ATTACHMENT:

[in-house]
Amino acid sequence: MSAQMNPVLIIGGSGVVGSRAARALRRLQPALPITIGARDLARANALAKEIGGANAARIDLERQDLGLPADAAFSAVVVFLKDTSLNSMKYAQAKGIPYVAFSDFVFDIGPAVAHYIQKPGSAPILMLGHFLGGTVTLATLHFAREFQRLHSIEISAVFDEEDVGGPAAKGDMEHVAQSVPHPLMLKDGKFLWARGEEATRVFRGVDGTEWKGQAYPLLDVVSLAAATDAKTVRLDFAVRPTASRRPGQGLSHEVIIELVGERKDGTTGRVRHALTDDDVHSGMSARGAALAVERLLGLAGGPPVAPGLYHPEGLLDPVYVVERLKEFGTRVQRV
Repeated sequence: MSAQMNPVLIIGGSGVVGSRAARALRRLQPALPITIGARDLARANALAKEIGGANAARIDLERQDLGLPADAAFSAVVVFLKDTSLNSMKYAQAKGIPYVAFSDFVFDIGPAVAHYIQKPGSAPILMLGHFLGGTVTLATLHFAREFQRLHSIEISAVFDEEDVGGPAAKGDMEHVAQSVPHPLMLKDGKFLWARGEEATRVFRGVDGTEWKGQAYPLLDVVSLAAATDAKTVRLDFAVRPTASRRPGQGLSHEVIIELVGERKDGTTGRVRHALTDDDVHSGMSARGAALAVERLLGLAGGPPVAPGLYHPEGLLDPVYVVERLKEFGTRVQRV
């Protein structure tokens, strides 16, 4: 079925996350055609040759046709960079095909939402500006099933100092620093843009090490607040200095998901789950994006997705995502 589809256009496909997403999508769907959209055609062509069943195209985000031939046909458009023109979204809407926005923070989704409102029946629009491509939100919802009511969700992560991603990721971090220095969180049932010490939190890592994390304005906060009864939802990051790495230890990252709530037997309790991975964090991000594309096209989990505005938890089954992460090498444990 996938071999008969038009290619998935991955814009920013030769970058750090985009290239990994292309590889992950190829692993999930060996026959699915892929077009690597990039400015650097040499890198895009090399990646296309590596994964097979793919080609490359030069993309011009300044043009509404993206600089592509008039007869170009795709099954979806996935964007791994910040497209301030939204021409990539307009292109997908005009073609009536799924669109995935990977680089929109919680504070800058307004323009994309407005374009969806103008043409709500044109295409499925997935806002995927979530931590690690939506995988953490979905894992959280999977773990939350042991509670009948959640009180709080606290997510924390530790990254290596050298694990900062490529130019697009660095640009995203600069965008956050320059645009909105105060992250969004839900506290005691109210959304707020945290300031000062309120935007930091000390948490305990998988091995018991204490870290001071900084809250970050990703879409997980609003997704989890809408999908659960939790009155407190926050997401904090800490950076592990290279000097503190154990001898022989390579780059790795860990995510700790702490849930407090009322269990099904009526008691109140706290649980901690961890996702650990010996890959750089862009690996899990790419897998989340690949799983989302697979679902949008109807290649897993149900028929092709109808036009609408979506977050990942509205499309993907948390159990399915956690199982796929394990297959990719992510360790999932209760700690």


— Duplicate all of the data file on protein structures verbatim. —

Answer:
[in-house]
Amino acid sequence: MSAQMNPVLIIGGSGVVGSRAARALRRLQPALPITIGARDLARANALAKEIGGANAARIDLERQDLGLPADAAFSAVVVFLKDTSLNSMKYAQAKGIPYVAFSDFVFDIGPAVAHYIQKPGSAPILMLGHFLGGTVTLATLHFAREFQRLHSIEISAVFDEEDVGGPAAKGDMEHVAQSVPHPLMLKDGKFLWARGEEATRVFRGVDGTEWKGQAYPLLDVVSLAAATDAKTVRLDFAVRPTASRRPGQGLSHEVIIELVGERKDGTTGRVRHALTDDDVHSGMSARGAALAVERLLGLAGGPPVAPGLYHPEGLLDPVYVVERLKEFGTRVQRV
Repeated sequence: MSAQMNPVLIIGGSGVVGSRAARALRRLQPALPITIGARDLARANALAKEIGGANAARIDLERQDLGLPADAAFSAVVVFLKDTSLNSMKYAQAKGIPYVAFSDFVFDIGPAVAHYIQKPGSAPILMLGHFLGGTVTLATLHFAREFQRLHSIEISAVFDEEDVGGPAAKGDMEHVAQSVPHPLMLKDGKFLWARGEEATRVFRGVDGTEWKGQAYPLLDVVSLAAATDAKTVRLDFAVRPTASRRPGQGLSHEVIIELVGERKDGTTGRVRHALTDDDVHSGMSARGAALAVERLLGLAGGPPVAPGLYHPEGLLDPVYVVERLKEFGTRVQRV
């Protein structure tokens, strides 16, 4: 079925996350055609040759046709960079095909939402500006099933100092620093843009090490607040200095998901789950994006997705995502 589809256009496909997403999508769907959209055609062509069943195209985000031939046909458009023109979204809407926005923070989704409102029946629009491509939100919802009511969700992560991603990721971090220095969180049932010490939190890592994390304005906060009864939802990051790495230890990252709530037997309790991975964090991000594309096209989990505005938890089954992460090498444990 996938071999008969038009290619998935991955814009920013030769970058750090985009290239990994292309590889992950190829692993999930060996026959699915892929077009690597990039400015650097040499890198895009090399990646296309590596994964097979793919080609490359030069993309011009300044043009509404993206600089592509008039007869170009795709099954979806996935964007791994910040497209301030939204021409990539307009292109997908005009073609009536799924669109995935990977680089929109919680504070800058307004323009994309407005374009969806103008043409709500044109295409499925997935806002995927979530931590690690939506995988953490979905894992959280999977773990939350042991509670009948959640009180709080606290997510924390530790990254290596050298694990900062490529130019697009660095640009995203600069965008956050320059645009909105105060992250969004839900506290005691109210959304707020945290300031000062309120935007930091000390948490305990998988091995018991204490870290001071900084809250970050990703879409997980609003997704989890809408999908659960939790009155407190926050997401904090800490950076592990290279000097503190154990001898022989390579780059790795860990995510700790702490849930407090009322269990099904009526008691109140706290649980901690961890996702650990010996890959750089862009690996899990790419897998989340690949799983989302697979679902949008109807290649897993149900028929092709109808036009609408979506977050990942509205499309993907948390159990399915956690199982796929394990297959990719992510360790999932209760700690």